Efficacy of converting non-smellers to smellers post-TL has been shown, both in the short-and long-term, with success rates ranging from 46% to 88%. [1],[12],[77] Methods of treatment delivery and intensity have varied in the literature [Table 4], [1],[11],[12],[14],[77],[78],[79],[80] but there is a general consensus that although treatment can be effective with a single intervention, [1],[11],[80] further clinician-guided sessions lead to continued and more expeditious improvement in olfactory ability. [14] Research has also established the benefits of utilizing biofeedback to facilitate NAIM training. [12],[14],[81] Water manometry has been used to show both the clinician and the laryngectomee whether the NAIM is executed correctly [Figure 4]. This biofeedback tool can also be utilized as a training tool to further improve and refine the technique [Table 3].
Figure 4: Schematic drawing of a water manometer used for biofeedback and evaluation during the training process

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Table 4: Treatment outcomes following Nasal Airflow Inducing Maneuver therapy

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Although research has shown that patients can restore sense of smell years after TL using this technique, [1],[11],[12],[78],[79] it is preferable to determine patient suitability for NAIM training during preoperative assessment and counseling. [73] Patients may be unsuitable to undergo olfactory rehabilitation with NAIM if they were anosmic prior to TL, or those with anatomical changes that influence adequate orofacial movement to perform the maneuver post-TL. This may include patients with radiation-induced fibrosis leading to reduced jaw mobility (trismus) or mouth opening needed for the movement or those who have difficulty with uni- or bilateral weakness in the lower lip after radical neck dissection, leading to difficulty obtaining a good lip seal. [73] Additional intervention for these deficits may be required prior to undertaking or during NAIM training for it to be most effective.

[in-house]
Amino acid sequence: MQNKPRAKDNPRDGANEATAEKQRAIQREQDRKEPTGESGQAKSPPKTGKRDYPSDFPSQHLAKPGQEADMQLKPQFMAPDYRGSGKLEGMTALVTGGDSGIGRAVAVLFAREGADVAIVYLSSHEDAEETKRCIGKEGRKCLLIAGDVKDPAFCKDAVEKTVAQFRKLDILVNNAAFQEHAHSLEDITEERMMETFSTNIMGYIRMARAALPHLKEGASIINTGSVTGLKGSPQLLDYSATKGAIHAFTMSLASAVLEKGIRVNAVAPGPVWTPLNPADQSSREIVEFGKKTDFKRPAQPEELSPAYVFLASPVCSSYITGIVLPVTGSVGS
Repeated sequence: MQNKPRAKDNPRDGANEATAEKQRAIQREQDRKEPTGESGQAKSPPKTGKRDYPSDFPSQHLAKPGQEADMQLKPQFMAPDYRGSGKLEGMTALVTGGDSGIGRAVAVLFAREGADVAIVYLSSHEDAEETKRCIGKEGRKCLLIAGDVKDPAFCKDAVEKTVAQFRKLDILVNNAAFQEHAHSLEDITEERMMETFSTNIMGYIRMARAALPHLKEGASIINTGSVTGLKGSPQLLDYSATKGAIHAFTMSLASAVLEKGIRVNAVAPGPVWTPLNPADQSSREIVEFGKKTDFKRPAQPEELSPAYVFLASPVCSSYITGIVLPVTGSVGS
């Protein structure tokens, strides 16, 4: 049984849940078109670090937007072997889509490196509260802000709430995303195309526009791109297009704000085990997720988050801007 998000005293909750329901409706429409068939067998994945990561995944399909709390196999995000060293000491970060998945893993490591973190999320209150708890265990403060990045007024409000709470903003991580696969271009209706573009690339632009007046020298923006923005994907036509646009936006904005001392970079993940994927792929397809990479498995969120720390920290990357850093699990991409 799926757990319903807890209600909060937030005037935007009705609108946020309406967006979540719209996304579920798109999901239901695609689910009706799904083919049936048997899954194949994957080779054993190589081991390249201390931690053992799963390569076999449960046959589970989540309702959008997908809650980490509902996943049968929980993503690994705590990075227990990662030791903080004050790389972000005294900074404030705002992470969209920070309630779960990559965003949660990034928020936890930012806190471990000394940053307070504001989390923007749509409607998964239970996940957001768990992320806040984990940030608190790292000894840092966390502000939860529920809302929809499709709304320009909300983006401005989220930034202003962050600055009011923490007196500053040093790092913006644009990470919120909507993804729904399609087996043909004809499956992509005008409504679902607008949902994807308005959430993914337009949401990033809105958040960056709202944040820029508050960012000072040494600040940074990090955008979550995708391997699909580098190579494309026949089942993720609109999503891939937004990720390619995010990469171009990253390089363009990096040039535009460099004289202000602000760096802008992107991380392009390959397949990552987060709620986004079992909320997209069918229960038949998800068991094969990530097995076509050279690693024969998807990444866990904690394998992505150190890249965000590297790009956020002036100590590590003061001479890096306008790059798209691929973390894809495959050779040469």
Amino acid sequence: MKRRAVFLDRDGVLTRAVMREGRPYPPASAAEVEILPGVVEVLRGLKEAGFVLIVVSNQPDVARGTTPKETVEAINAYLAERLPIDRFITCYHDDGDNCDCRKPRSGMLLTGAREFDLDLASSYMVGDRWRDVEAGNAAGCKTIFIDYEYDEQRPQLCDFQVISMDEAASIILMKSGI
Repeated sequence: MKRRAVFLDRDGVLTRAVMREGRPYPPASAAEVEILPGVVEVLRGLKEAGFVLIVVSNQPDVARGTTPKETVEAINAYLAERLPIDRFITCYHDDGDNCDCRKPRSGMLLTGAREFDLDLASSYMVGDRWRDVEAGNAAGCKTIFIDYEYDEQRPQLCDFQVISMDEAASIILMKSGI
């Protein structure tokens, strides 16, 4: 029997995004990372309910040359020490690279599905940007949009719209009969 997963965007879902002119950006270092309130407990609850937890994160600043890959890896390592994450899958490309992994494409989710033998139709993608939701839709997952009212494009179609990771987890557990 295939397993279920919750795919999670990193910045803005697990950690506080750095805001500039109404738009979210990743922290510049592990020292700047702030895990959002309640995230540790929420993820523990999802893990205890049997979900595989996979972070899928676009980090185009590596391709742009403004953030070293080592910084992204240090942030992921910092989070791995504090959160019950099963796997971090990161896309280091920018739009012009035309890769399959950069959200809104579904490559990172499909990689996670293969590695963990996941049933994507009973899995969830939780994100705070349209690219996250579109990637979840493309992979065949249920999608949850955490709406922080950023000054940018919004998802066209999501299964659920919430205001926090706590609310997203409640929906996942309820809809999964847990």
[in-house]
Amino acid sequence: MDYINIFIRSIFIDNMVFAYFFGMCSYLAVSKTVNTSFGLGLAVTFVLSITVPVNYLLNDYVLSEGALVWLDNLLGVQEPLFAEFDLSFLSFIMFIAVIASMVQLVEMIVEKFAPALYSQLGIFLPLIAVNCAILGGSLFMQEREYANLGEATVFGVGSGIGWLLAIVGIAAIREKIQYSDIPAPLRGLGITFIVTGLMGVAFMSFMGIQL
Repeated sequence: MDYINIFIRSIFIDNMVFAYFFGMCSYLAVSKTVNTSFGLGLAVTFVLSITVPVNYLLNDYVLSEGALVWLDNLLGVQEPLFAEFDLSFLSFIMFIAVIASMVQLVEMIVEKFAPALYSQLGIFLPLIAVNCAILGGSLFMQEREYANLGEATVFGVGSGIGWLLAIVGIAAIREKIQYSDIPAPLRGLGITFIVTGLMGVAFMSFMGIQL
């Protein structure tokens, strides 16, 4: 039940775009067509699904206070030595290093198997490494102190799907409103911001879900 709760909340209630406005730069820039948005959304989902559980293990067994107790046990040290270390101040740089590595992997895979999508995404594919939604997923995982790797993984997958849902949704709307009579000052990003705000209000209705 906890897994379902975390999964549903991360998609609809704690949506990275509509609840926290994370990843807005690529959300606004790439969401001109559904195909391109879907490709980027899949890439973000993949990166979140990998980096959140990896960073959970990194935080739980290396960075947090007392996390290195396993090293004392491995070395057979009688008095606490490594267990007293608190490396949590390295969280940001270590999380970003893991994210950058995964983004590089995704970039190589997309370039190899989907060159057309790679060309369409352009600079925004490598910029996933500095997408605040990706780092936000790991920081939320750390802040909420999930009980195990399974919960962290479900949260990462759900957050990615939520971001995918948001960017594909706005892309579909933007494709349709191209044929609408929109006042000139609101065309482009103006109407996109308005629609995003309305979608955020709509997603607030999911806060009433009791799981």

Summary and Future Directions Top


Following the surgical disconnection of the upper and lower respiratory tract post-TL surgery, olfactory function is impaired. However, patients are able to improve their sense of smell with behavioral intervention post-surgery. Olfaction rehabilitation requires minimal equipment and can be taught and learnt easily. Although there is little emphasis in the literature on including assessment and rehabilitation of olfaction post-TL, this is an area that should be addressed as part of standard care.


   Acknowledgement Top


The authors thank Chris Edghill for his work on the illustrations.

 
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    Figures

  [Figure 1], [Figure 2], [Figure 3], [Figure 4]
 
 
    Tables

  [Table 1], [Table 2], [Table 3], [Table 4]